Initial management and outcome of modern battlefield anal trauma

Sean C. Glasgow, Thomas A. Heafner, J. Devin B. Watson, James K. Aden, W. Brian Perry

Research output: Contribution to journalArticlepeer-review

7 Scopus citations


Background: Despite the potential for morbidity and permanent lifestyle alteration, few reports exist examining traumatic injury to the anal canal, particularly among modern-day combatants. Objective: The aim of this study was to document the incidence, initial surgical management, and long-term outcomes of wartime anal trauma. Design: This study is a retrospective review. Data sources: Data were compiled from multiple electronic medical record systems, including the Department of Defense Trauma Registry, the Patient Administration Systems and Biostatistics Activity, and the Armed Forces Health Longitudinal Tracking Application. Settings: Combatants were treated at military treatment facilities with surgical capability during the wars in Iraq and Afghanistan, 2003 through early 2011. Patients: All US and coalition combatants sustaining trauma to the anal canal or sphincter musculature were included. Main Outcome Measures: The quantification of incidence, the evaluation of initial treatment approach, and the determination of clinical and surgical factors correlating with restoration or preservation of GI tract continuity were the primary outcomes measured. Results: Anal trauma occurred in 46 combatants, predominantly from blast injury (76.1%). Most (36, 78.2%) underwent fecal diversion. Concurrent severe systemic or intra-abdominal injuries correlated with colostomy creation. Acute anoplasty was attempted in 11 patients (23.7%) but did not influence eventual colostomy reversal. Among 33 US personnel, the permanent colostomy rate was 30.3%. Concurrent injury to the abdomen strongly predicted long-term colostomy (p = 0.009), along with hypogastric arterial ligation (p = 0.05) and pelvic fracture (p = 0.06). Limitations: This study was limited by the potential underdiagnosis of anal injury and the restricted followup of non-US personnel. Conclusions: Other injuries besides anal trauma typically have guided the decision for fecal diversion, and acute anal repair has rarely been indicated. The majority of patients with anal trauma regained normal GI continuity, although certain pelvic injuries increased the likelihood of permanent colostomy.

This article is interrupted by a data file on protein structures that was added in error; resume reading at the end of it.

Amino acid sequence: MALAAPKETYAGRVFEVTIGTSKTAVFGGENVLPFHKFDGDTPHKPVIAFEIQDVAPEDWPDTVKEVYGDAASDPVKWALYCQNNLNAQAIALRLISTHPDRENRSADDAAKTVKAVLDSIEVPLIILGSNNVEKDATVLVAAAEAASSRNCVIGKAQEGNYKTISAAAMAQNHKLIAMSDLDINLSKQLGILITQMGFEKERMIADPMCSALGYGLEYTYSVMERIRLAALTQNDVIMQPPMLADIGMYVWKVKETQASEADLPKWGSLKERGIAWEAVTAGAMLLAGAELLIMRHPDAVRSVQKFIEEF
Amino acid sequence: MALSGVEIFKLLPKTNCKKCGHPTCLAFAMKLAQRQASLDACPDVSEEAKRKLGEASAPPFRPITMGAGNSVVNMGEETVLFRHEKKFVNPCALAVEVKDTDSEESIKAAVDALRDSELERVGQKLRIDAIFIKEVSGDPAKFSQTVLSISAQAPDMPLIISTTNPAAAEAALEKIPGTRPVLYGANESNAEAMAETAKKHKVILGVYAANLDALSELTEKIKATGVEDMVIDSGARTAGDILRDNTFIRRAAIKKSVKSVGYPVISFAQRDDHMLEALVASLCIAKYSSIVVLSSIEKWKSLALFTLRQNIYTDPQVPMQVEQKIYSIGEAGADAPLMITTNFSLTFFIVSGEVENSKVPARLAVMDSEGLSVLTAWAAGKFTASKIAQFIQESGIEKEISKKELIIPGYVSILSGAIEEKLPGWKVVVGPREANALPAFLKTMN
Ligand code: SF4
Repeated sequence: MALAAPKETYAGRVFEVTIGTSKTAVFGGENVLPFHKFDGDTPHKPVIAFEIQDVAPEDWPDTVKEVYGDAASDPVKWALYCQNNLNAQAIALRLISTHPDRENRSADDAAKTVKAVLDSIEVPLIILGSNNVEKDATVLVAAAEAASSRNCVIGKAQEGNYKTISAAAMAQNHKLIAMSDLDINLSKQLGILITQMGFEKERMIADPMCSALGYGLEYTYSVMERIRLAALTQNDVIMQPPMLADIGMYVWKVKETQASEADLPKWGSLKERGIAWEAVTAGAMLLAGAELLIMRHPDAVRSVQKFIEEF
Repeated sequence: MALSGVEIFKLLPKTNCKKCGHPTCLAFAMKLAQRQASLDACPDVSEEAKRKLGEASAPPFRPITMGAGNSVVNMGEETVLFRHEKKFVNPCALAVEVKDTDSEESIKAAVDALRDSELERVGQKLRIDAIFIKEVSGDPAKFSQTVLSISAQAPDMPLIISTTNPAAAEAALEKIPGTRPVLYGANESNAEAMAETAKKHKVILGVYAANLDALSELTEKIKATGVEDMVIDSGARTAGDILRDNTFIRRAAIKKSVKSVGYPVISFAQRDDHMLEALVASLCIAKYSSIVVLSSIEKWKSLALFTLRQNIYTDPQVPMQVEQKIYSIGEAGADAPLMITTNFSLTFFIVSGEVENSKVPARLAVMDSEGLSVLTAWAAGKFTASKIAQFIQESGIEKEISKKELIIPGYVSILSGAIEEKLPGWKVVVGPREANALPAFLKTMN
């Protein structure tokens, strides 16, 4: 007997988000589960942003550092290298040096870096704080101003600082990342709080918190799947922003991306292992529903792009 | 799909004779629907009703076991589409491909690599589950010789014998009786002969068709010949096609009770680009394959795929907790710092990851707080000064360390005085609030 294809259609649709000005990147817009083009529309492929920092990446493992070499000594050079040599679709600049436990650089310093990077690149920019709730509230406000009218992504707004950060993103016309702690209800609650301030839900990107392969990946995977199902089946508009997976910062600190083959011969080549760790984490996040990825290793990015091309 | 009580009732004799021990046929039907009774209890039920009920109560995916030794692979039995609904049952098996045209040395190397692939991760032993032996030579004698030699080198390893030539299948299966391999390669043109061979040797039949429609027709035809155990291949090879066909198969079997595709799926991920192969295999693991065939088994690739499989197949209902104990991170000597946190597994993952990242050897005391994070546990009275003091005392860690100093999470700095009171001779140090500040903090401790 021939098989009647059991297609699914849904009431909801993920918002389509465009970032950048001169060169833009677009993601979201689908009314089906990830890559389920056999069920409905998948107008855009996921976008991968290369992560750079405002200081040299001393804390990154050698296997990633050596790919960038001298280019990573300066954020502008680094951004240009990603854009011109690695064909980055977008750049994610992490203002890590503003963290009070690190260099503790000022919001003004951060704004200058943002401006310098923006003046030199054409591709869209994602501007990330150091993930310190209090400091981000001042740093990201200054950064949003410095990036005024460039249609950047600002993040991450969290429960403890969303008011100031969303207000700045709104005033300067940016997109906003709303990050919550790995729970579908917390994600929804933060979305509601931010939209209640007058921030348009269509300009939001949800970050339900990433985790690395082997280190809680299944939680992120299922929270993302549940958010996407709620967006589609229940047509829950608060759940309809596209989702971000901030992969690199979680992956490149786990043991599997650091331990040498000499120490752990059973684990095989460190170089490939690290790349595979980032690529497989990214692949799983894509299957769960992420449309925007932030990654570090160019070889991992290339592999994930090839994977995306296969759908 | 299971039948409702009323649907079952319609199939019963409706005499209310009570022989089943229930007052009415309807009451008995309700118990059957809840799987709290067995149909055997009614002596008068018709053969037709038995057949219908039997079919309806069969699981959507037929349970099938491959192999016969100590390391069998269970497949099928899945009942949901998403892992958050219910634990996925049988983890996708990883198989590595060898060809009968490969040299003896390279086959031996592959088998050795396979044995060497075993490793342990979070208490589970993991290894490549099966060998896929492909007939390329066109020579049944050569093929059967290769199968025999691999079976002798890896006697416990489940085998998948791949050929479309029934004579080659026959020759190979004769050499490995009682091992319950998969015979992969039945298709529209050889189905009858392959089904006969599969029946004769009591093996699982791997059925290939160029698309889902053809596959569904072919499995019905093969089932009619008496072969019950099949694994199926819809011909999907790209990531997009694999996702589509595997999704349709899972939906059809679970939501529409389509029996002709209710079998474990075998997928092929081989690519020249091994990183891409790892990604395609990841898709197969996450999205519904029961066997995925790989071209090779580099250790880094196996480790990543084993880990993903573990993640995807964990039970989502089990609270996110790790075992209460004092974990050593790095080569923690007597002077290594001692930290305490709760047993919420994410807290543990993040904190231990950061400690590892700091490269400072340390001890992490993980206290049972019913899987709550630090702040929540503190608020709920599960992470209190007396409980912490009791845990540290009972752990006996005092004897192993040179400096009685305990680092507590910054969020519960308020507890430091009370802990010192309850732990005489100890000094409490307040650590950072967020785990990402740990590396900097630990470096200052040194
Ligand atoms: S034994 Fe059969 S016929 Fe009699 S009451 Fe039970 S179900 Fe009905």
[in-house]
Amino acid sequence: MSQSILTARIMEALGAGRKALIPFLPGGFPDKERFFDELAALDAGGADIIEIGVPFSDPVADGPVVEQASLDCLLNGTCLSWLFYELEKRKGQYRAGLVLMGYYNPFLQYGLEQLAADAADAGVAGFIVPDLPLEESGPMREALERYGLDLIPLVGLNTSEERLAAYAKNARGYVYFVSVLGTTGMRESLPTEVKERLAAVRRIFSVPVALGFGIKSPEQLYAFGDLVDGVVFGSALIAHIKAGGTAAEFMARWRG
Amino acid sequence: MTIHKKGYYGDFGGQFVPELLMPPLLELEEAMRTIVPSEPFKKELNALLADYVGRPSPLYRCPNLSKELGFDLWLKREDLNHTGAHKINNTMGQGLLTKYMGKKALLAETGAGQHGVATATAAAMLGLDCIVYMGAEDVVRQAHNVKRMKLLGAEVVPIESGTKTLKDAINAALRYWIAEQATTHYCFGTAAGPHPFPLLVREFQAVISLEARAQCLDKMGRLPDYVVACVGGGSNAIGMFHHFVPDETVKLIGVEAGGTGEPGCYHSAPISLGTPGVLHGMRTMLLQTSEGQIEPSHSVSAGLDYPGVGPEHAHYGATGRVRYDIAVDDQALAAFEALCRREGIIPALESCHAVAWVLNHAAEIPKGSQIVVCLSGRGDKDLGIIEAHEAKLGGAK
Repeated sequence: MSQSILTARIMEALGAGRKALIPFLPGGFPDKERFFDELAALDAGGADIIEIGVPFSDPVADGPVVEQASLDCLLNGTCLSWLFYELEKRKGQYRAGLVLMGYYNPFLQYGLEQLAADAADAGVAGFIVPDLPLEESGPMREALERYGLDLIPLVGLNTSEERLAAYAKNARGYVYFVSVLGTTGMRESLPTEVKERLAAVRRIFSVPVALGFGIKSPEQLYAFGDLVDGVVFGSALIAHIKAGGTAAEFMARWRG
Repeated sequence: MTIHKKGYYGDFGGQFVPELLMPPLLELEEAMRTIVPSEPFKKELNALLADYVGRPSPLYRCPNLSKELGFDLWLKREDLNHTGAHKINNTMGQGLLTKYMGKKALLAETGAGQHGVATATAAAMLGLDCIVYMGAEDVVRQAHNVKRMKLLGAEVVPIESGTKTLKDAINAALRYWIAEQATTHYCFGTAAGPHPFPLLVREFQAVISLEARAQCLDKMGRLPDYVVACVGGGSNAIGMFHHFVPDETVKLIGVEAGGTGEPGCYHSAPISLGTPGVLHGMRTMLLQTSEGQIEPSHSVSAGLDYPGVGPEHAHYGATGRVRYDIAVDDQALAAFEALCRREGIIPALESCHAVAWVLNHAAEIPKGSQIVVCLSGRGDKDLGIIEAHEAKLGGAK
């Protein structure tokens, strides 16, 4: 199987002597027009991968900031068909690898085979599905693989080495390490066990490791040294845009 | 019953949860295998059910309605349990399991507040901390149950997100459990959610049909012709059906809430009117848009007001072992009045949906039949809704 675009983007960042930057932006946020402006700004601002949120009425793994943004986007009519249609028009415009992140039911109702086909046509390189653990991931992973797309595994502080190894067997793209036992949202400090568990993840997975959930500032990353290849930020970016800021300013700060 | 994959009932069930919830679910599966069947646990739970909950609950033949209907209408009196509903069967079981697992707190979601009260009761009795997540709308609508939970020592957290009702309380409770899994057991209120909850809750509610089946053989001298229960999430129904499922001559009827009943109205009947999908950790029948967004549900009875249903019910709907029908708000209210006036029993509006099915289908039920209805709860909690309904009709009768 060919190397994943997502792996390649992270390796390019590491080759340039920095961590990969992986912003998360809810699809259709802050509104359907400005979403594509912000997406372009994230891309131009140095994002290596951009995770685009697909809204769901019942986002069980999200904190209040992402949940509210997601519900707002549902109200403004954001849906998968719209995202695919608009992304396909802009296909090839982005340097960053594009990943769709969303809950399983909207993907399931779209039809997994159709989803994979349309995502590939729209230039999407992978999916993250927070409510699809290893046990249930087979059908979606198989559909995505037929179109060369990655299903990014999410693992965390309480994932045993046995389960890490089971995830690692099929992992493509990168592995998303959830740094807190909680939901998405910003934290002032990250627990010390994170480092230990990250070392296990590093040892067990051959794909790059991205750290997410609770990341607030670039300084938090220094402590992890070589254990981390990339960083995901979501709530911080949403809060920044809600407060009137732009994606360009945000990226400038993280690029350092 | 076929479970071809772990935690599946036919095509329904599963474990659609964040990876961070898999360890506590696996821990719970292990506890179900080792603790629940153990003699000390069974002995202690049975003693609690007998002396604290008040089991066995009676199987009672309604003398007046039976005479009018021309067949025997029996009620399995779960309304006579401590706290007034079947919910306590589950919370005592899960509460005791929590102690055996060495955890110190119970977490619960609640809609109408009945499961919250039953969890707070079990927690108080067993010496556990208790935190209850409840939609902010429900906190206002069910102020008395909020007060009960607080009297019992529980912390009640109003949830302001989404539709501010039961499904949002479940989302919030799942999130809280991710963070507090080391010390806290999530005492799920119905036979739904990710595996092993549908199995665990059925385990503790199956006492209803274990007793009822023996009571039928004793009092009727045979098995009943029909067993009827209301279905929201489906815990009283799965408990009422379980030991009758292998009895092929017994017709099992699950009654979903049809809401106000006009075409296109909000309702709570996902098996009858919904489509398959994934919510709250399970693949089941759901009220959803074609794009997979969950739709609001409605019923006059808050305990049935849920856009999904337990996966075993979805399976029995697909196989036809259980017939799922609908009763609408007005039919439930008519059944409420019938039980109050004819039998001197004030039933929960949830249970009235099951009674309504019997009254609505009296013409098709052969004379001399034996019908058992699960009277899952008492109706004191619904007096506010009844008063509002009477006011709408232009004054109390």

Original languageEnglish (US)
Pages (from-to)1012-1018
Number of pages7
JournalDiseases of the Colon and Rectum
Issue number8
StatePublished - Aug 2014


  • Anorectal surgery
  • Colorectal surgery
  • General surgery
  • Ostomy
  • Outcomes research
  • Trauma

ASJC Scopus subject areas

  • Gastroenterology


Dive into the research topics of 'Initial management and outcome of modern battlefield anal trauma'. Together they form a unique fingerprint.

Cite this